As the reality of the Osun State Elections on Saturday, 22nd September tolls heavily on us, it is a good time to investigate why such an important civic duty as voting comes into play in how we collectively engineer our society as the majority deems fit. The elections tomorrow reminds us of even larger elections coming up in February 2019 comprising elections for the presidency, gubernatorial as well as the national and state assemblies.
One of the beautiful things about modern democracy is that anytime, a vote remains reserved for the average man to exercise at his discretion. Yet, this golden card everyone has to deal is not being effectively made use of. People hardly vote; those who vote are heavily bought off to cast their votes against their conscience or gumption.
Bare it in mind that some platforms/organizations make use of unequal voting patterns where preference is given to some class of individuals over some other classes. But as long as that remains a no-go-area in democracies, why are the people not always willing to cast their votes? The Nigerian situation comes to mind where out of approximately 180 million people and out of the people who are qualified to exercise their suffragette, only a meager 84.2 million people registered to vote as at 31st August 2018.
Considering the low voter turnout on election days, an even smaller number of voters are available to vote on election days. We await the voter turnout statistics from Osun’s election tomorrow; we hope it is going to augur an improvement in that which we are to expect come Elections 2019.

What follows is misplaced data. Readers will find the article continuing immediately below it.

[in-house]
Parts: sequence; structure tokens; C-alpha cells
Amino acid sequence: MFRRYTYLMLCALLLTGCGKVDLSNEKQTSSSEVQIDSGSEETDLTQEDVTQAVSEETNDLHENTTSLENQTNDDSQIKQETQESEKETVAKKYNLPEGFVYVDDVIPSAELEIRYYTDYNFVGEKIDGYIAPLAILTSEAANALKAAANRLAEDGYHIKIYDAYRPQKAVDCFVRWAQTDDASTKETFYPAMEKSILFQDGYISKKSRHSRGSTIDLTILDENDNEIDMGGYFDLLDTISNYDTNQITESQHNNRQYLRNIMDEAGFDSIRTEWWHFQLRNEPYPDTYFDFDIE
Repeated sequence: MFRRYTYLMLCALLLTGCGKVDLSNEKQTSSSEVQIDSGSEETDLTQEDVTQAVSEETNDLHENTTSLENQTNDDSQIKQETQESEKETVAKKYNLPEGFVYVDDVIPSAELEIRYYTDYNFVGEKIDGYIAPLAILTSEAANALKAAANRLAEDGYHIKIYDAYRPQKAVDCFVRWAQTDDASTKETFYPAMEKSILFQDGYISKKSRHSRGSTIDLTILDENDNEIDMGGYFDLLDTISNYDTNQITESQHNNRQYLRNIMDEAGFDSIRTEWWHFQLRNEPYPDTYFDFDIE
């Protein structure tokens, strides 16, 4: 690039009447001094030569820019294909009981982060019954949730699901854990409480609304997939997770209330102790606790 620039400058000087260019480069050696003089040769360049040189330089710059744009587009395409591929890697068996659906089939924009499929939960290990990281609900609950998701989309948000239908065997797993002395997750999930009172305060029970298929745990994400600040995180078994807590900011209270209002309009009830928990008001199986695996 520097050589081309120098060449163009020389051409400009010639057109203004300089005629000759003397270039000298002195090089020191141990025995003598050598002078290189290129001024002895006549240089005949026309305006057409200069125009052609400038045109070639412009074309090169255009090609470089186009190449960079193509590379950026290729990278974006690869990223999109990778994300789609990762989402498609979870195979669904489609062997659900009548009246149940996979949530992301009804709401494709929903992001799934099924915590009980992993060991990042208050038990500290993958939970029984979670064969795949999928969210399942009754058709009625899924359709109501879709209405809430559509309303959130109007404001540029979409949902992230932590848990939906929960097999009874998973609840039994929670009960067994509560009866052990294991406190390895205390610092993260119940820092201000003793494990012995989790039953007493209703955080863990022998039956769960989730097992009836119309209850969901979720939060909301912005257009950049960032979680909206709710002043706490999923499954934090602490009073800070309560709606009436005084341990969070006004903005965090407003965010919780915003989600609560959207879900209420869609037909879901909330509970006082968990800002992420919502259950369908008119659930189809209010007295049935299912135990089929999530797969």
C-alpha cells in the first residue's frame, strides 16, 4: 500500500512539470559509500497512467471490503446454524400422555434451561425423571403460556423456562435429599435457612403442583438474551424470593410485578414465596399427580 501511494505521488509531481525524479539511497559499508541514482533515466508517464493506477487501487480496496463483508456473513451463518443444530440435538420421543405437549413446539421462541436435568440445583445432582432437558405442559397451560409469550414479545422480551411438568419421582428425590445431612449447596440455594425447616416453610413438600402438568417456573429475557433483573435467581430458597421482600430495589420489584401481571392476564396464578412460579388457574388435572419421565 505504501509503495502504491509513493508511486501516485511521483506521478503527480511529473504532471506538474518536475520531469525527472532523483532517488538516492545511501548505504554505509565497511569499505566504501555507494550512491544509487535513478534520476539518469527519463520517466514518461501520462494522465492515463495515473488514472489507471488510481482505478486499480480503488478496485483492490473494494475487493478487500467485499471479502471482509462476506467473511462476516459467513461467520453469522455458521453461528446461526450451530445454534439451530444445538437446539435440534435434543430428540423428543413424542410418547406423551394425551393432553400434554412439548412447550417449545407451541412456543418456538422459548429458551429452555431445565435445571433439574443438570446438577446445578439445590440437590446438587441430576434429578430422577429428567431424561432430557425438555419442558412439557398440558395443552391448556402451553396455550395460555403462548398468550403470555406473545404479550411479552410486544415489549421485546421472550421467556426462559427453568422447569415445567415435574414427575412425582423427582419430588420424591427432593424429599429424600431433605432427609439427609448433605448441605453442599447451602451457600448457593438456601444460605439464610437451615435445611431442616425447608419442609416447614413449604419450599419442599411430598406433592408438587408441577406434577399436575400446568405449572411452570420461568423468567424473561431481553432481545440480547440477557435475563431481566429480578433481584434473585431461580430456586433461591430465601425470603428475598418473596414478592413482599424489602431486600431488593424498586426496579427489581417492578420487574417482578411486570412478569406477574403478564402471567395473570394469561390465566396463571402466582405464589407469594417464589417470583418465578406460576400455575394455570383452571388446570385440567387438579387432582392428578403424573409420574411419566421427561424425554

A limited number of people consider voting a civic duty in Nigeria. Many are of the opinion that if they boycott elections, they are effectively protesting the hypocritical nature of rotten politics practiced in our climes. There is no disservice to the polity worse than such thinking. By simply abstaining en masse from voting, a dictating minority will thus be effectively empowered to impose their own unpopular principles and values upon the majority once they gain access to official powers. Hence, it is a civic duty to ensure that the right people are chosen for public office as deemed fit by the mature quota of the populace.
It is also well known that some religious fanatics abstain from voting as a result of dogma, but what these crops of people do not realize is that as they cannot in the least isolate their realities and their lack of electoral choice. They are as much exposed to the sufferance and mess of their No-Choice as those who actively exercised their suffragette.
More so, if the elite abstains from elections, they have only actively left their fates in the hands of the un-enlightened populace whose often-bad choices or electoral decision could prove fatal for the whole populace. Even if this is a flaw in the constitution of democracy where a minority have a dominance in decision-making because the majority have abstained from their duty, it is pertinent to then remind ourselves again that the survival of the human civilization rests on elected leaders who are capable of not making fatal decisions whether by omission or by commission.
Even Aristotle corroborated this notion when he remarked that if the enlightened sect of the society isolates themselves or intentionally disenfranchising themselves by boycotting elections or politics at large, they have done nothing other than allow idiots to rule over them.
Therefore, as Osun people go to the polls tomorrow, it is a moment to reflect on the impending implications of the one man, one vote vital tool in societal engineering through the choice of candidates; and if perchance, our choices as a nation would be for the best for once – leading us into a collective prosperity.